20 Pope Paul III Recognizes Ignatius of Loyola

21 Catholic Propaganda Against Luther

22 The Catholic Reformation (“Reform in the Head”) Initial response is to ignore – Fifth Lateran Council (1513-1517): “Men are to be changed by, not to change, religion.” Paul III (r. 1534-1549) – Interesting blend of old and new – Places reformers in the curia – “Advice of the Reform of the Church” (1537) – Sets up Roman Inquisition (The Holy Office in 1542) – Calls Council of Trent (1545-1563)

23 The Council of Trent (1545-1563) Reaffirmed Old Doctrines – Authority in tradition AND Scripture – Church seen as sole interpreter of Bible – Salvation through faith AND works – Affirmed distinction between laity and priesthood – Rejected predestination Improved training of priests and required bishops to spend time in their dioceses Encouraged missionary zeal Repressive measures as well: Inquisition and “The Index”

24 Sorting Through the Doctrinal Differences Sources of Salvation Attitude towards Sacraments Role of the Clergy Relations between Church and State

25 Henry VIII (r. 1509) Devout Catholic: “Fidei Defensor ” Marriage Troubles in 1520s based in part on succession concerns and on religious concerns

26 The Wives of Henry VIII: Six or Two?

27 The English Reformation Under Henry VIII His Key Advisors on Reform – Thomas Cromwell (Political: Controlled Parliament) – Thomas Cranmer (Religious: Archbishop of Canterbury) Administrative Change and Some Doctrinal Reform: Cromwell and Cranmer – Act in Restraint of Appeals (1532) – Act of Supremacy (1534) – Ten Articles (1536) & Six Articles (1539) – Upshot = Modest Reform Till Henry’s Death in 1547

28 Edward VI (r. 1547-1553) Boy King aided by uncles who were devout Protestants Cranmer and Continental Reformers also Important 1549 & 1552: Act of Uniformity and Book of Common Prayer

29 Mary I (r. 1553-1558) Daughter of Catherine of Aragon: devout Catholic Turns back the clock on reform & persecutes “Heretics” Marries Philip II of Spain, champion of Catholicism in Europe

30 Elizabeth I (r. 1558-1603) ModerateProtestant Act of Supremacy (1559); Modified Book of Common Prayer; and issued “39 Articles” (1563) Faced Protestant and Catholic threats Rivalry with Spain over English role on continent: Plots and “The Armada” (1588)

31 Religions in Europe @1560

32 Religious Wars in the 1500s Problems within France due to 3 Factors – Spread of Protestantism; – Dynastic uncertainties; and – Overmighty noble factions Problems in The Netherlands due to 3 Factors – Conflict with King Philip II of Spain; – Connections with other Protestant areas; and – Rise of local resistance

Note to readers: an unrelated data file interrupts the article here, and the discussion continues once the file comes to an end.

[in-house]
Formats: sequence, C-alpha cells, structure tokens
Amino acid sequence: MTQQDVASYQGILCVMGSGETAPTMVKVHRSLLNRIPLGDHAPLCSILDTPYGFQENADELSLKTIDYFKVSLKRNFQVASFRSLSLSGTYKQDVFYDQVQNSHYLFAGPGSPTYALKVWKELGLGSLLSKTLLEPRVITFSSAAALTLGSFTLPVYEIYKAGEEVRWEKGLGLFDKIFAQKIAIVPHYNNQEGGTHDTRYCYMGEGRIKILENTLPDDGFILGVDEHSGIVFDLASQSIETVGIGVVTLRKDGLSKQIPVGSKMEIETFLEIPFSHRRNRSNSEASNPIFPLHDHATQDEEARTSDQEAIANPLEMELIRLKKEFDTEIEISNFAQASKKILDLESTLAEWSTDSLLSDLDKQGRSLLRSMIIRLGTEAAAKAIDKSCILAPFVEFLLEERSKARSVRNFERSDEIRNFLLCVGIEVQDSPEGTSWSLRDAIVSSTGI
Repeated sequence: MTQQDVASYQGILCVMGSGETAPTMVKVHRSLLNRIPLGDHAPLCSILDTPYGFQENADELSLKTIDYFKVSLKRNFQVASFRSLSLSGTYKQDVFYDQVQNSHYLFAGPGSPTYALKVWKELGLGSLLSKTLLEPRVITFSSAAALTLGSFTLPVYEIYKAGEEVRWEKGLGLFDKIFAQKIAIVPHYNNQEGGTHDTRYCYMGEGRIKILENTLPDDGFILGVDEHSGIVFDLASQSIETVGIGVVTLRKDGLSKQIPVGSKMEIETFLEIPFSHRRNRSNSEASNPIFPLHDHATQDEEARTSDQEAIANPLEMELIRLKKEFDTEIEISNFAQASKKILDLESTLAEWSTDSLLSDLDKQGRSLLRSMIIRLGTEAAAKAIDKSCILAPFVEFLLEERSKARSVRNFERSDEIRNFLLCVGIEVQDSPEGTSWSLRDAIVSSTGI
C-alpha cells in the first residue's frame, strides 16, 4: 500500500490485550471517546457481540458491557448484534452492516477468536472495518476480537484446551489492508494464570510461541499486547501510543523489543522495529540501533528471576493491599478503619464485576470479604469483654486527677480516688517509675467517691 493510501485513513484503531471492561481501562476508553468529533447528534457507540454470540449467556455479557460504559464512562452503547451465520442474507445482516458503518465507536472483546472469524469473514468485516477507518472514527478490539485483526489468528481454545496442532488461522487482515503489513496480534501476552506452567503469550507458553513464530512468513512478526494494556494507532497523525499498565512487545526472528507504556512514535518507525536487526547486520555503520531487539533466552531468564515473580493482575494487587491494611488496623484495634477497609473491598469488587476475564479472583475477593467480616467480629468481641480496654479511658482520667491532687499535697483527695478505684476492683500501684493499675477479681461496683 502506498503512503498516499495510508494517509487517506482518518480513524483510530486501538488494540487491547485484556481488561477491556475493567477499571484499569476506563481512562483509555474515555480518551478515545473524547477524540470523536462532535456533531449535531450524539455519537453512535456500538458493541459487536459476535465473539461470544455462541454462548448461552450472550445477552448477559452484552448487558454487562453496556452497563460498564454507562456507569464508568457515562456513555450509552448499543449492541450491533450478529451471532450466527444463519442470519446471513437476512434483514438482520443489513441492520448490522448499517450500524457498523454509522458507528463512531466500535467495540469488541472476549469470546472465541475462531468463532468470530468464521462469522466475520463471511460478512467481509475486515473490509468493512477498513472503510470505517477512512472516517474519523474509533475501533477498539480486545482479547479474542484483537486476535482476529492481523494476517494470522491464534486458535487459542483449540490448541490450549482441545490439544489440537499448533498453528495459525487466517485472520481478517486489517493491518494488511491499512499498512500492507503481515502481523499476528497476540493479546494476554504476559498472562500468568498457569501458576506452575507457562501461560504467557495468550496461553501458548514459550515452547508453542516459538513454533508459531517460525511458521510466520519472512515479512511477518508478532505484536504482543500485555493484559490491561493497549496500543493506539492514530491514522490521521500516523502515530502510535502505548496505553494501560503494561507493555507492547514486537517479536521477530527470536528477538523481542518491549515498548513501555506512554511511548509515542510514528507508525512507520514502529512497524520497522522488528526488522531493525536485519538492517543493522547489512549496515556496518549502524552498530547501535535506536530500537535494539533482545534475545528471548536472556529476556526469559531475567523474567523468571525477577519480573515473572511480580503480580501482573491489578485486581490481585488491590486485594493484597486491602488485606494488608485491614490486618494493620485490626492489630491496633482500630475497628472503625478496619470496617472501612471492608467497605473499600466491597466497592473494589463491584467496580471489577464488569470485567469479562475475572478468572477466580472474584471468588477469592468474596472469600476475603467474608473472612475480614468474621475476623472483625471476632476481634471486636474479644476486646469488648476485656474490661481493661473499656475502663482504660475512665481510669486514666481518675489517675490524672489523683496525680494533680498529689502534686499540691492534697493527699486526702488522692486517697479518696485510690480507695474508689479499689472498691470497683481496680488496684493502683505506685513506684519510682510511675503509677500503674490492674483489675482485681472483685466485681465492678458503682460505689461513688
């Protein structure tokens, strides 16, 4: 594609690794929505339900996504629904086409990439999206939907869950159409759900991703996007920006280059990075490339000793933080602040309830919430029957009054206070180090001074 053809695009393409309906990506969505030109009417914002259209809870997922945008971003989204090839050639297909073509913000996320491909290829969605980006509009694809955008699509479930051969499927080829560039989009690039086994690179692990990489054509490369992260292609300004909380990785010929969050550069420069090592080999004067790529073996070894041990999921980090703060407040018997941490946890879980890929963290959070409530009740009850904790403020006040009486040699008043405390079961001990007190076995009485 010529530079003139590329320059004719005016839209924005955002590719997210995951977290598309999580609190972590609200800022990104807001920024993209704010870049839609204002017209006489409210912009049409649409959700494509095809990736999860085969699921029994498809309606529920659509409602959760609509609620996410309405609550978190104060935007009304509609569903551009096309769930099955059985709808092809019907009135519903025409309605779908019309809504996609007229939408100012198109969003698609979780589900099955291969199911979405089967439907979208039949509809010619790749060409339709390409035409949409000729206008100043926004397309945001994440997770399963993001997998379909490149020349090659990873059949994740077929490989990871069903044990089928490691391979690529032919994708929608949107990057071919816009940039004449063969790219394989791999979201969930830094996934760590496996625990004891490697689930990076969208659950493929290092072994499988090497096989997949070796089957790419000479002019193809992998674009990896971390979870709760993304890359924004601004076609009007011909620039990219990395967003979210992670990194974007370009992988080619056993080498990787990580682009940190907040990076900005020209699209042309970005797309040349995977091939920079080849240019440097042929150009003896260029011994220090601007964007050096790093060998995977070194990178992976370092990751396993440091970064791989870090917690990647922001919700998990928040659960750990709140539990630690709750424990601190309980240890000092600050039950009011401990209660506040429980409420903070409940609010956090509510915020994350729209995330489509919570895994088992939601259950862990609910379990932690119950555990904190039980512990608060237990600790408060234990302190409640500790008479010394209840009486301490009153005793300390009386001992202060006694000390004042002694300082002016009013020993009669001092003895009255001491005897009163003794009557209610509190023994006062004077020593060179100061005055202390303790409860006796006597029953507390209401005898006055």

33 Huguenots in France: 2,000 Congregations (ca.1561)

34 Successors of Henry II (d. 1559)

35 Noble Factions in France Catholic Faction led by the Guise family Duke of Guise starts wars in 1562 by killing a Huguenot congregation at Vassy 1576 Henry of Guise est. Catholic League Protestant Faction led first by the Bourbon and Montmorency- Chatillon factions Key man by late 1580s is Henry of Navarre Navarre will help Henry III defeat the Catholic League (1589)

36 Massacres of Protestants: Vassy and St. Bartholomew’s Day

37 Navarre Becomes Henry IV (r. 1589-1610) Henry III assassinated in 1589, no heir Navarre Has two claims to Throne: descent and marriage to Henry III’s sister He converts: “Paris is worth a mass.” Edict of Nantes (1598): religious toleration for Huguenots Henry IV assassinated in 1610

38 The Dutch Revolt Philip II of Spain (r. 1556- 1598) attempts to exert control over The Netherlands Locals resist imposition of Tridentine Catholicism and Spanish-style administration Dutch towns among wealthiest in Europe with contacts in England and among the German states Spanish face increasingly unified resistance led by William of Orange and after defeat of the Armada in 1588 begin to pull back.

39 The Twelve Years’ Truce, 1609